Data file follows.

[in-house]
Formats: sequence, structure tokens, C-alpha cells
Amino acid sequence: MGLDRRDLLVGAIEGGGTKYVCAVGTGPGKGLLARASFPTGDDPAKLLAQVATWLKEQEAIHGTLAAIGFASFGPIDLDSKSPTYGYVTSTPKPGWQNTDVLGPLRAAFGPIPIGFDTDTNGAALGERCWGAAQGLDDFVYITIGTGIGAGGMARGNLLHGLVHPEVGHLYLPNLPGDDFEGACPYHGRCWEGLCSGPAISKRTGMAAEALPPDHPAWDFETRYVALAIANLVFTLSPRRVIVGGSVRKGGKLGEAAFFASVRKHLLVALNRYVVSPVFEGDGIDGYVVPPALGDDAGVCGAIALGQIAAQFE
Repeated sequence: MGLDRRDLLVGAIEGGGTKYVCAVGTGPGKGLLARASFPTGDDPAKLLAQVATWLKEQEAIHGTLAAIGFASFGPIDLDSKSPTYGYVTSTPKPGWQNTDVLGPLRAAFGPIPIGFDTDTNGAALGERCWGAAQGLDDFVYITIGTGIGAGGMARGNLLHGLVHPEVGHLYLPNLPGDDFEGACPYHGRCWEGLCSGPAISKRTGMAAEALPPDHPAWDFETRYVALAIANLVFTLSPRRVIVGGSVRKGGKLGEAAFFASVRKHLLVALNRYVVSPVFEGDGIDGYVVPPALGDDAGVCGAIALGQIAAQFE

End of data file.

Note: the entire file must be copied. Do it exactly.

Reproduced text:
[in-house]
Formats: sequence, structure tokens, C-alpha cells
Amino acid sequence: MGLDRRDLLVGAIEGGGTKYVCAVGTGPGKGLLARASFPTGDDPAKLLAQVATWLKEQEAIHGTLAAIGFASFGPIDLDSKSPTYGYVTSTPKPGWQNTDVLGPLRAAFGPIPIGFDTDTNGAALGERCWGAAQGLDDFVYITIGTGIGAGGMARGNLLHGLVHPEVGHLYLPNLPGDDFEGACPYHGRCWEGLCSGPAISKRTGMAAEALPPDHPAWDFETRYVALAIANLVFTLSPRRVIVGGSVRKGGKLGEAAFFASVRKHLLVALNRYVVSPVFEGDGIDGYVVPPALGDDAGVCGAIALGQIAAQFE
Repeated sequence: MGLDRRDLLVGAIEGGGTKYVCAVGTGPGKGLLARASFPTGDDPAKLLAQVATWLKEQEAIHGTLAAIGFASFGPIDLDSKSPTYGYVTSTPKPGWQNTDVLGPLRAAFGPIPIGFDTDTNGAALGERCWGAAQGLDDFVYITIGTGIGAGGMARGNLLHGLVHPEVGHLYLPNLPGDDFEGACPYHGRCWEGLCSGPAISKRTGMAAEALPPDHPAWDFETRYVALAIANLVFTLSPRRVIVGGSVRKGGKLGEAAFFASVRKHLLVALNRYVVSPVFEGDGIDGYVVPPALGDDAGVCGAIALGQIAAQFE